Now, let's talk about that headphone jack. There still isn't one. HTC is including its USB-C U Sonic earbuds in the box with the U11, and they're actually different than the ones the U Ultra shipped with. This time, HTC has added active noise cancellation to the mix, but it's not something I tested. The headphones retail for $39.99 separately, and having used the U Sonics with the Ultra when I reviewed it, I can say they're halfway decent. Certainly better than what you get in the box with most smartphones, though Samsung's new AKG earbuds bundled with the S8 pretty handily trounce them. Also included is a USB-C to 3.5mm adapter, so at least there's that... even though I find dongles are the sort of thing I forget to keep with me - I've already got enough stuff to remember to put in my bag and my pockets. If you live the wireless headphone life, though, you probably don't care about any of this.
On a more positive note, the speakers on the U11 rock. They are seriously great. HTC has used the space occupied by the deleted headphone jack to expand the resonance chamber for the bottom-firing speaker, and the results are clear: this may well be the best built-in external speaker on any smartphone. It's much, much louder than the one on the HTC 10 (HTC did a side by side for me) and much clearer and fuller-sounding. BoomSound is back, baby - even if one of the speakers does fire downward.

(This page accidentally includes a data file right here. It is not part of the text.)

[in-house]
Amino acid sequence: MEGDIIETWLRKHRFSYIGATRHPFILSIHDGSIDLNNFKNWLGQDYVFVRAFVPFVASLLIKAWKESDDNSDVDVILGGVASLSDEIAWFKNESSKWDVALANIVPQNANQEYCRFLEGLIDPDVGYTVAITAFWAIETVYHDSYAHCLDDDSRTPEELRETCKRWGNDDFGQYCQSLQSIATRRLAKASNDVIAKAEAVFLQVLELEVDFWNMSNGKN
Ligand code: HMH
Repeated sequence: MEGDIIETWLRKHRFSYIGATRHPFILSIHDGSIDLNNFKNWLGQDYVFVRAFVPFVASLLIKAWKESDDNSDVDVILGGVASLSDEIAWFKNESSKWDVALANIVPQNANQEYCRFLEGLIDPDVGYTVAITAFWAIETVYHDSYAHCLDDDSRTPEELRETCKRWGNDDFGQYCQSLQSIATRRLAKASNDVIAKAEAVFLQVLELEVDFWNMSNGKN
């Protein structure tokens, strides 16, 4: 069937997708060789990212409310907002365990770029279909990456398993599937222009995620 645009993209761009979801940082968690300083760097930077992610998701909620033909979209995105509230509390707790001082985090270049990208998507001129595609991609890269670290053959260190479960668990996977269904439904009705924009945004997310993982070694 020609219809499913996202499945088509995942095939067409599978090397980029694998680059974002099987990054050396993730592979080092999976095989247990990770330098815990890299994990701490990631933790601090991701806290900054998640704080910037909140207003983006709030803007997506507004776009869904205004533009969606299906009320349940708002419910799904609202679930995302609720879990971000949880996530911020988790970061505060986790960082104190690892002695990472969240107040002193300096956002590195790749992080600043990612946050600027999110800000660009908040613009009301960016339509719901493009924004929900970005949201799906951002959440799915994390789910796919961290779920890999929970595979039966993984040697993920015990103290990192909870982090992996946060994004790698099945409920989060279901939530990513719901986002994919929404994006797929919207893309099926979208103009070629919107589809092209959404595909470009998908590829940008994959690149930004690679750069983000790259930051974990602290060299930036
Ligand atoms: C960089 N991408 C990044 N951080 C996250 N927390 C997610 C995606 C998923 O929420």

Moving on to the software, let's start with Edge Sense. This is a new feature that utilizes a set of pressure-sensitive sensors built into the side of the U11's frame. You physically squeeze the phone's sides (on the bottom half only), and stuff happens. You can launch an app, the camera, Google Assistant, turn on the flashlight, start recording audio - whatever. This really strikes me as an awesome feature, because it just seems so obviously helpful once you use it. As HTC pointed out to me, it's also a great tool if you're wearing gloves, since the sensors respond to pressure, not capacitance.
The camera shortcut mode is pretty clever: you squeeze once to launch, then you can squeeze again to capture a photo (it would be nice if long-squeezing switched between the front and rear cameras, though). While I would probably map the squeeze to Google Assistant, I can see the camera thing becoming second nature to anyone who owns this phone. You can even adjust the amount of pressure needed to activate Edge Sense (it'll also show you where on the sensitivity scale your grip level falls in real time - helpful).